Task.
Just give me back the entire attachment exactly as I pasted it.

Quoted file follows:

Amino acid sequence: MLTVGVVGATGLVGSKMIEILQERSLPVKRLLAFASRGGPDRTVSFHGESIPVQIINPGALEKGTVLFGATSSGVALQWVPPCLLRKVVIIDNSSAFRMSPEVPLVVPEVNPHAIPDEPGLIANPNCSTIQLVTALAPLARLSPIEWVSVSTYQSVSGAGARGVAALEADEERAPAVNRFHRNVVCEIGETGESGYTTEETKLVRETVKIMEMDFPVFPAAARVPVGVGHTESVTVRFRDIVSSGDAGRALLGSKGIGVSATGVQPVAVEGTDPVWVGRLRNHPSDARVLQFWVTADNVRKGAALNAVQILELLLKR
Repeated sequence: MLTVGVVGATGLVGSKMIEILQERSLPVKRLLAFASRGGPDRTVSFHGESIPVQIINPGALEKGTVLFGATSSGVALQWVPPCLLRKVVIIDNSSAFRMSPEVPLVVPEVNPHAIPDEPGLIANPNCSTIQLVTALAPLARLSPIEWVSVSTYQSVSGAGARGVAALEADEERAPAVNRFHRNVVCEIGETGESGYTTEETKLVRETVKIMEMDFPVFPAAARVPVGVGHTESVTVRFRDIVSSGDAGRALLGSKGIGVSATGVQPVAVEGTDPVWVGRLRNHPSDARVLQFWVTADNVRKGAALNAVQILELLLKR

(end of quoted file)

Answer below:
Amino acid sequence: MLTVGVVGATGLVGSKMIEILQERSLPVKRLLAFASRGGPDRTVSFHGESIPVQIINPGALEKGTVLFGATSSGVALQWVPPCLLRKVVIIDNSSAFRMSPEVPLVVPEVNPHAIPDEPGLIANPNCSTIQLVTALAPLARLSPIEWVSVSTYQSVSGAGARGVAALEADEERAPAVNRFHRNVVCEIGETGESGYTTEETKLVRETVKIMEMDFPVFPAAARVPVGVGHTESVTVRFRDIVSSGDAGRALLGSKGIGVSATGVQPVAVEGTDPVWVGRLRNHPSDARVLQFWVTADNVRKGAALNAVQILELLLKR
Repeated sequence: MLTVGVVGATGLVGSKMIEILQERSLPVKRLLAFASRGGPDRTVSFHGESIPVQIINPGALEKGTVLFGATSSGVALQWVPPCLLRKVVIIDNSSAFRMSPEVPLVVPEVNPHAIPDEPGLIANPNCSTIQLVTALAPLARLSPIEWVSVSTYQSVSGAGARGVAALEADEERAPAVNRFHRNVVCEIGETGESGYTTEETKLVRETVKIMEMDFPVFPAAARVPVGVGHTESVTVRFRDIVSSGDAGRALLGSKGIGVSATGVQPVAVEGTDPVWVGRLRNHPSDARVLQFWVTADNVRKGAALNAVQILELLLKR